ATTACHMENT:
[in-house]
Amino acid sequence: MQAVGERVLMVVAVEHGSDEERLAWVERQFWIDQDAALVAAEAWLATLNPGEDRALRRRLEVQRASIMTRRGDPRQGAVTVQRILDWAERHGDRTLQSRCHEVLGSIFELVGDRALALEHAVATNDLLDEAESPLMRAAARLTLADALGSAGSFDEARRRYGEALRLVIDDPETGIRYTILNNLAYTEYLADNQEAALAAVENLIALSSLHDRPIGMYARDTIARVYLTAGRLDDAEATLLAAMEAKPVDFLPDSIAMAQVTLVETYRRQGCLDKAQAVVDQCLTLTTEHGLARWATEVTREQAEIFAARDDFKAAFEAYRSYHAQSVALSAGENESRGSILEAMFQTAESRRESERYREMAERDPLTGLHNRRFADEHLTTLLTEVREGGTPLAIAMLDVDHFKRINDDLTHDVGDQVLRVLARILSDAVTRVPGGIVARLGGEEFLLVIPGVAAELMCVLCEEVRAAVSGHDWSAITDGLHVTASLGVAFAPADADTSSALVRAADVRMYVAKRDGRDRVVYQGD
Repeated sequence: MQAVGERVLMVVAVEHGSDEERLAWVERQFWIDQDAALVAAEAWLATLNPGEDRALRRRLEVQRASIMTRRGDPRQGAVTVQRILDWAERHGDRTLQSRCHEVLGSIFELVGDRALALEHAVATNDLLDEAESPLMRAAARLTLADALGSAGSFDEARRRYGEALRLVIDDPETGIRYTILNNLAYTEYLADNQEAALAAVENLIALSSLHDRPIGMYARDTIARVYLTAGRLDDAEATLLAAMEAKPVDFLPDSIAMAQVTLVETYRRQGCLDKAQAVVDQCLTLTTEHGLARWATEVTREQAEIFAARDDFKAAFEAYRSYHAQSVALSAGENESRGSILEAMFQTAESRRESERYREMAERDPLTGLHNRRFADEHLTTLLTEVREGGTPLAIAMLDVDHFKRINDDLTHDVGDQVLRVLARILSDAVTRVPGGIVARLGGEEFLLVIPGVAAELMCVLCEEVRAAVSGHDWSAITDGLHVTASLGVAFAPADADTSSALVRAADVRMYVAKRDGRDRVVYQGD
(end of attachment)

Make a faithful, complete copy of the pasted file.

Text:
[in-house]
Amino acid sequence: MQAVGERVLMVVAVEHGSDEERLAWVERQFWIDQDAALVAAEAWLATLNPGEDRALRRRLEVQRASIMTRRGDPRQGAVTVQRILDWAERHGDRTLQSRCHEVLGSIFELVGDRALALEHAVATNDLLDEAESPLMRAAARLTLADALGSAGSFDEARRRYGEALRLVIDDPETGIRYTILNNLAYTEYLADNQEAALAAVENLIALSSLHDRPIGMYARDTIARVYLTAGRLDDAEATLLAAMEAKPVDFLPDSIAMAQVTLVETYRRQGCLDKAQAVVDQCLTLTTEHGLARWATEVTREQAEIFAARDDFKAAFEAYRSYHAQSVALSAGENESRGSILEAMFQTAESRRESERYREMAERDPLTGLHNRRFADEHLTTLLTEVREGGTPLAIAMLDVDHFKRINDDLTHDVGDQVLRVLARILSDAVTRVPGGIVARLGGEEFLLVIPGVAAELMCVLCEEVRAAVSGHDWSAITDGLHVTASLGVAFAPADADTSSALVRAADVRMYVAKRDGRDRVVYQGD
Repeated sequence: MQAVGERVLMVVAVEHGSDEERLAWVERQFWIDQDAALVAAEAWLATLNPGEDRALRRRLEVQRASIMTRRGDPRQGAVTVQRILDWAERHGDRTLQSRCHEVLGSIFELVGDRALALEHAVATNDLLDEAESPLMRAAARLTLADALGSAGSFDEARRRYGEALRLVIDDPETGIRYTILNNLAYTEYLADNQEAALAAVENLIALSSLHDRPIGMYARDTIARVYLTAGRLDDAEATLLAAMEAKPVDFLPDSIAMAQVTLVETYRRQGCLDKAQAVVDQCLTLTTEHGLARWATEVTREQAEIFAARDDFKAAFEAYRSYHAQSVALSAGENESRGSILEAMFQTAESRRESERYREMAERDPLTGLHNRRFADEHLTTLLTEVREGGTPLAIAMLDVDHFKRINDDLTHDVGDQVLRVLARILSDAVTRVPGGIVARLGGEEFLLVIPGVAAELMCVLCEEVRAAVSGHDWSAITDGLHVTASLGVAFAPADADTSSALVRAADVRMYVAKRDGRDRVVYQGD